Hothersall of Hothersall Hall
Arms: Azure, a Lion Rampant Gardant Or.
Hothersall Hall was the residence of the ancient Hothersall family, the Lords of the Manor of Ribchester, before the Norman invasion (1066). Allied by intermarriage with the Hoghtons of Hoghton, Rishtons of Dunkenhalgh, Cromelholmes of Dutton, Talbots of Salesbury, Walmsleys of Showley and other ancient Lancashire families, the Hothersalls could show as proud and unbroken a descent from the time of the Conquest as any other family in the county.
The Hothersall family was descended from Robertus de Hadreshall, who held two bovates of land in Hadreshall during the reign of King Henry the 2nd. His son, Warinus de Hudersal (c.1199), was the father of Swane de Hundreshall, whose son was Thomas de Hedreshall (died c.1256). His son, Robertus de Hudersall, died c.1288 was the father of John de Hudersal, whose son was Robertus de Hudreshale. His son was Thomas de Hodersall who married Margeria (c.1311), daughter of Ricus de Hocton, (Hoghton). Their son, Robertus de Hodersale had a son, Ricardus de Hodiersale who married Emma and were living at Hothersall Hall c.1373. Their son Adam de Hodersall was living at Hothersall Hall c.1385. His son Robertus de Hodersall was living at Hothersall Hall c.1416, whose son was Ricardus de Hodersall. His son, Robertus de Hethersall, married Isabel, daughter of Ric Rishton de Rishton et Dunkenhalgh and they were living at Hothersall Hall c.1536. Their son, Johannes de Huddersall, married Anne, daughter of John Talbot, of Salesbury, by his first wife Anne, daughter of Hugh Sherburne, of Stonyhurst. His name appears in a list of obstinate Catholic recusants reported in Queen Elizabeth's reign (I). The family was always noted for its staunch adherence to the faith. Robertus and Isabel also had a daughter, Margaret who married Richard Cremblehome, of Dublin.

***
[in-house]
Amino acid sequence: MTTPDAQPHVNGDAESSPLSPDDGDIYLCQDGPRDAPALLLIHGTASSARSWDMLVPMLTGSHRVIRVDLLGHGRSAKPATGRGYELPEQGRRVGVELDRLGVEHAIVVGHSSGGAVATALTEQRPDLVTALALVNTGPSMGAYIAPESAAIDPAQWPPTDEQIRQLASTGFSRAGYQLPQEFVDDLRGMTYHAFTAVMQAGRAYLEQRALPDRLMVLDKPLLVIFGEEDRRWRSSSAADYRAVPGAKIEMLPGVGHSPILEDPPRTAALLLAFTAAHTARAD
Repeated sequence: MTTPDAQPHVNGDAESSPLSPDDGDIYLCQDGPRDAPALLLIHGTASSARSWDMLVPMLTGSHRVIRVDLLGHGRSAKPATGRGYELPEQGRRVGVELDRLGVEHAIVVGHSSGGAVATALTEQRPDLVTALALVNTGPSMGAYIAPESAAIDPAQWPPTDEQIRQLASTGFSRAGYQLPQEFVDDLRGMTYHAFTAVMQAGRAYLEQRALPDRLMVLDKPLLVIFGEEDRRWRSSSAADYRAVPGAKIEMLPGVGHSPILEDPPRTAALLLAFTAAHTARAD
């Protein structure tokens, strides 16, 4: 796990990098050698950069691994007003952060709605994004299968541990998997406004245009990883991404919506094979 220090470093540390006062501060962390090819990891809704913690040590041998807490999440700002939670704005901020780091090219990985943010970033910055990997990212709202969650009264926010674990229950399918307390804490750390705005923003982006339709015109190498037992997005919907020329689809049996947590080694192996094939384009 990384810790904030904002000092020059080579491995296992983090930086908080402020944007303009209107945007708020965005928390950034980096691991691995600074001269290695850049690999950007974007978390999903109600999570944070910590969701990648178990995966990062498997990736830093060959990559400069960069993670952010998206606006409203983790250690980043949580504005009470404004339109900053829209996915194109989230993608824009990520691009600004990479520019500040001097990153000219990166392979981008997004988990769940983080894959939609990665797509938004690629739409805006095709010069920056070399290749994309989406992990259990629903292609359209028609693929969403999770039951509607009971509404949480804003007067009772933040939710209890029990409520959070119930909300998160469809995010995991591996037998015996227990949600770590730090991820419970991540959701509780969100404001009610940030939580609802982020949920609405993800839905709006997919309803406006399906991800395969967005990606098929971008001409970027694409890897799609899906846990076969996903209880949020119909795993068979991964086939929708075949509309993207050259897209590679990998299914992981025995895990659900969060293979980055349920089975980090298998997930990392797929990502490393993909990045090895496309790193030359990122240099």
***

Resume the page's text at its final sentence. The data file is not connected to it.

Johannes and Anne had three sons. Their first son, Richard Hothersall married Alice, daughter of Thomas Walmsley, of Showley Hall and sister to Sir Thomas Walmsley of Dunkenhalgh. Richard died c.1610. The second son was John Hothersall and the third son was George Hothersall. George went to Douay College in 1585, thence proceeded to the English College at Valladolid, in 1590, and after being ordained priest there, returned to England in 1593, and served the mission at or about Hothersall. He was imprisoned for being a priest, and exiled, when he was admitted to the Benedictines, in 1615. He then returned to the English Mission, and probably died at Hothersall Hall c.1633.
Richard and Alice had two sons. The first son was John Hothersall, born c.1584, died 1632, who married Maria, died 1641. The second son, Thomas Hothersall, was born c.1584 and married Bridget, daughter of William Haydock, of Cottam Hall, and by his wife, Bridget, daughter of Sir Richard Hoghton, of Hoghton Tower. Thomas Hothersall suffered heavily for recusancy.